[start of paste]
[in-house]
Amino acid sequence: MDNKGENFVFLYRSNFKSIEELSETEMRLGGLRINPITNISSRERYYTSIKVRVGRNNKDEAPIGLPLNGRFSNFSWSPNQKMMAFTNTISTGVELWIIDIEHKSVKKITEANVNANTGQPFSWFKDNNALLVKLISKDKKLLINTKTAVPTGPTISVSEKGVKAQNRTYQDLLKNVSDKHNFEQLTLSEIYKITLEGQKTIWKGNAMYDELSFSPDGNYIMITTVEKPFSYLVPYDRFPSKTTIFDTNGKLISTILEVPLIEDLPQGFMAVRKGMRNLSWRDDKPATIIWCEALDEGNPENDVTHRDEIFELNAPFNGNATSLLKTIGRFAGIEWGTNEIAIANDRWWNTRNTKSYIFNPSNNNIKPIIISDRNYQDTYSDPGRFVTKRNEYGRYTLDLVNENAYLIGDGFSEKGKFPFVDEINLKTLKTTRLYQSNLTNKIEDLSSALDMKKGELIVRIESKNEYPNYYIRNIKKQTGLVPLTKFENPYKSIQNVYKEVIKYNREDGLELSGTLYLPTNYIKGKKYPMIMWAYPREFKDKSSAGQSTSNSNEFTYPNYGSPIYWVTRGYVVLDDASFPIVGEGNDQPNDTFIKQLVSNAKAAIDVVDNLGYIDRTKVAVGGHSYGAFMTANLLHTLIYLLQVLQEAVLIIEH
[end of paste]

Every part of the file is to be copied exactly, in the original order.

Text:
[in-house]
Amino acid sequence: MDNKGENFVFLYRSNFKSIEELSETEMRLGGLRINPITNISSRERYYTSIKVRVGRNNKDEAPIGLPLNGRFSNFSWSPNQKMMAFTNTISTGVELWIIDIEHKSVKKITEANVNANTGQPFSWFKDNNALLVKLISKDKKLLINTKTAVPTGPTISVSEKGVKAQNRTYQDLLKNVSDKHNFEQLTLSEIYKITLEGQKTIWKGNAMYDELSFSPDGNYIMITTVEKPFSYLVPYDRFPSKTTIFDTNGKLISTILEVPLIEDLPQGFMAVRKGMRNLSWRDDKPATIIWCEALDEGNPENDVTHRDEIFELNAPFNGNATSLLKTIGRFAGIEWGTNEIAIANDRWWNTRNTKSYIFNPSNNNIKPIIISDRNYQDTYSDPGRFVTKRNEYGRYTLDLVNENAYLIGDGFSEKGKFPFVDEINLKTLKTTRLYQSNLTNKIEDLSSALDMKKGELIVRIESKNEYPNYYIRNIKKQTGLVPLTKFENPYKSIQNVYKEVIKYNREDGLELSGTLYLPTNYIKGKKYPMIMWAYPREFKDKSSAGQSTSNSNEFTYPNYGSPIYWVTRGYVVLDDASFPIVGEGNDQPNDTFIKQLVSNAKAAIDVVDNLGYIDRTKVAVGGHSYGAFMTANLLHTLIYLLQVLQEAVLIIEH